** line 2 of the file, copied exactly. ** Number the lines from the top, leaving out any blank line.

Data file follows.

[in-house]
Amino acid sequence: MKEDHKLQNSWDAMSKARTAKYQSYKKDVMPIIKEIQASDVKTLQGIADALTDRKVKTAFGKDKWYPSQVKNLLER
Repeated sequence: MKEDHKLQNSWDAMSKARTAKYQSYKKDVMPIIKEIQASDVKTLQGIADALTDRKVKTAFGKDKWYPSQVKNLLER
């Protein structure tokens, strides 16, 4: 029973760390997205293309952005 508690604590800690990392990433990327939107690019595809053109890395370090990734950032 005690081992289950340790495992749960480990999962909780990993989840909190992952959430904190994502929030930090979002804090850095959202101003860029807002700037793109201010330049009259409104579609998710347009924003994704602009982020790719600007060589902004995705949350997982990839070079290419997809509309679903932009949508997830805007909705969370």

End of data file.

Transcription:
Amino acid sequence: MKEDHKLQNSWDAMSKARTAKYQSYKKDVMPIIKEIQASDVKTLQGIADALTDRKVKTAFGKDKWYPSQVKNLLER